Development of a multiplexed urine assay for prostate cancer diagnosis

Tatiana Vener, Carlo Derecho, Jonathan Baden, Haiying Wang, Yashoda Rajpurohit, Joanne Skelton, Jyoti Mehrotra, Shobha Varde, Dondapati Chowdary, Walt Stallings, Bradley Leibovich, Howard Robin, Alexandre Pelzer, Georg Schäfer, Marco Auprich, Sebastian Mannweiler, Peter Amersdorfer, Abhijit Mazumder

Research output: Contribution to journalArticlepeer-review

53 Scopus citations


BACKGROUND: Several studies have demonstrated the value of DNA methylation in urine-based assays for prostate cancer diagnosis. However, a multicenter validation with a clinical prototype has not been published. METHODS: We developed a multiplexed, quantitative methylation-specific polymerase chain reaction (MSP) assay consisting of 3 methylation markers, GSTP1, RARB, and APC, and an endogenous control, ACTB, in a closed-tube, homogeneous assay format. We tested this format with urine samples collected after digital rectal examination from 234 patients with prostatespecific antigen (PSA) concentrations ≥2.5 μg/L in 2 independent patient cohorts from 9 clinical sites. RESULTS: In the first cohort of 121 patients, we demonstrated 55% sensitivity and 80% specificity, with area under the curve (AUC) 0.69. In the second independent cohort of 113 patients, we found a comparable sensitivity of 53% and specificity of 76% (AUC 0.65). In the first cohort, as well as in a combined cohort, the MSP assay in conjunction with total PSA, digital rectal examination status, and age improved the AUC without MSP, although the difference was not statistically significant. Importantly, the GSTP1 cycle threshold value demonstrated a good correlation (R = 0.84) with the number of cores found to contain prostate cancer or premalignant lesions on biopsy. Moreover, samples that exhibited methylation for either GSTP1 or RARB typically contained higher tumor volumes at prostatectomy than those samples that did not exhibit methylation. CONCLUSIONS: These data confirm and extend previously reported studies and demonstrate the performance of a clinical prototype assay that should aid urologists in identifying men who should undergo biopsy.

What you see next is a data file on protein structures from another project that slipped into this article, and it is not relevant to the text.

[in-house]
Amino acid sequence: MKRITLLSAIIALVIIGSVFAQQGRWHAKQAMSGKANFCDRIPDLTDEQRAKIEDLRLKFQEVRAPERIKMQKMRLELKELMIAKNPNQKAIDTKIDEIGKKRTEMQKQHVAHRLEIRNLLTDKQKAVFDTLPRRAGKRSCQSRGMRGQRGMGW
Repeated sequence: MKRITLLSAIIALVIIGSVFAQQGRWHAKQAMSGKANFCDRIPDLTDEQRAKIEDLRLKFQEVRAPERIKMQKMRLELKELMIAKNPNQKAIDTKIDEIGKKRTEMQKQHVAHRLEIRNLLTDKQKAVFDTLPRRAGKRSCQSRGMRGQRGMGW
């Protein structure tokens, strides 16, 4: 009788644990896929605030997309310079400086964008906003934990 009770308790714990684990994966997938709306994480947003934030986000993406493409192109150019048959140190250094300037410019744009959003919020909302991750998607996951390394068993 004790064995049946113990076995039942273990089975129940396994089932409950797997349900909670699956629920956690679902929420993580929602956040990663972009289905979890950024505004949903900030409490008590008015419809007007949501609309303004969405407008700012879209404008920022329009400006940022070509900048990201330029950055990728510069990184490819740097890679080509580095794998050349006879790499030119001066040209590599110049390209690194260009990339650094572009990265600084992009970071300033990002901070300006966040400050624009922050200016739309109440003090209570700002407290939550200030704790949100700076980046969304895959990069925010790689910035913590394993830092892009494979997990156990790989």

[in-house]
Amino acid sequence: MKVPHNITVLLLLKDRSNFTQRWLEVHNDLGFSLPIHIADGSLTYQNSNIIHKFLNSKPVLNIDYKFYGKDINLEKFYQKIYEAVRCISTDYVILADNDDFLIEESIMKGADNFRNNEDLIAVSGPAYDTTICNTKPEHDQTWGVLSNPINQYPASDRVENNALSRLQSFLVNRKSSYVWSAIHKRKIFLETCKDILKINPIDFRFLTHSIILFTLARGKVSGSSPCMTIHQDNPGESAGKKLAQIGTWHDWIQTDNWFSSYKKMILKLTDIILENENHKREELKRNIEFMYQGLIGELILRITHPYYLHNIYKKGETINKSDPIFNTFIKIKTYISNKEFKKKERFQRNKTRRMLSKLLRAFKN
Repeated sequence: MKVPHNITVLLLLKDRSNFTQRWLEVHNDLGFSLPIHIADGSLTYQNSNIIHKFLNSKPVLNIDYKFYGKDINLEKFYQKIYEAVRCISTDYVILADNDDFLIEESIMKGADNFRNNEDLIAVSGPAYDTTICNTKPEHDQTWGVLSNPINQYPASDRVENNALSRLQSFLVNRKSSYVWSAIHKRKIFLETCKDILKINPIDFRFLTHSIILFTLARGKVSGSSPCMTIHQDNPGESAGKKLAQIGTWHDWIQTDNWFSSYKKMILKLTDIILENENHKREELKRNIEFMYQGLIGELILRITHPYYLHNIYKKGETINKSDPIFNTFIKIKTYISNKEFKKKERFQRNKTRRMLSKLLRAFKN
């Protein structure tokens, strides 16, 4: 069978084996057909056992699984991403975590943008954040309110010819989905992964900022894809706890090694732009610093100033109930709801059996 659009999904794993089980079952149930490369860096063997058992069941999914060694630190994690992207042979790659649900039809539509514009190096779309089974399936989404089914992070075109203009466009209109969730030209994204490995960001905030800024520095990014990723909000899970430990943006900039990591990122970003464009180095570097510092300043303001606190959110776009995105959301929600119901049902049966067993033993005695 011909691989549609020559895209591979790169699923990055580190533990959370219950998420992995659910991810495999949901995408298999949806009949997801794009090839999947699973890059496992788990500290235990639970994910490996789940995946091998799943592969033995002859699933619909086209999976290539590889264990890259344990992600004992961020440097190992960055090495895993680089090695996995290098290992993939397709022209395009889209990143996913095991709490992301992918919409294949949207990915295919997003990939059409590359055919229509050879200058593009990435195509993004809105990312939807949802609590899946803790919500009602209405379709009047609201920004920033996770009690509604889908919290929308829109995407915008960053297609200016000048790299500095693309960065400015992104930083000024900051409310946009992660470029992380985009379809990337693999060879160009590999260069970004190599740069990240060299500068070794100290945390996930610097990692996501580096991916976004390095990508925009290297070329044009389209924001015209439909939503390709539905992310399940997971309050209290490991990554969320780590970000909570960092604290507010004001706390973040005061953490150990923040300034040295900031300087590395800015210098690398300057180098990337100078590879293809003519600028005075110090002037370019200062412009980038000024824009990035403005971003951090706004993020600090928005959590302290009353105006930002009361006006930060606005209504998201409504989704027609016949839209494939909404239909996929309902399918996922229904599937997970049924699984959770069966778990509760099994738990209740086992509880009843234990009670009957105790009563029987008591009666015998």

Original languageEnglish (US)
Pages (from-to)874-882
Number of pages9
JournalClinical chemistry
Issue number5
StatePublished - May 1 2008

ASJC Scopus subject areas

  • General Medicine


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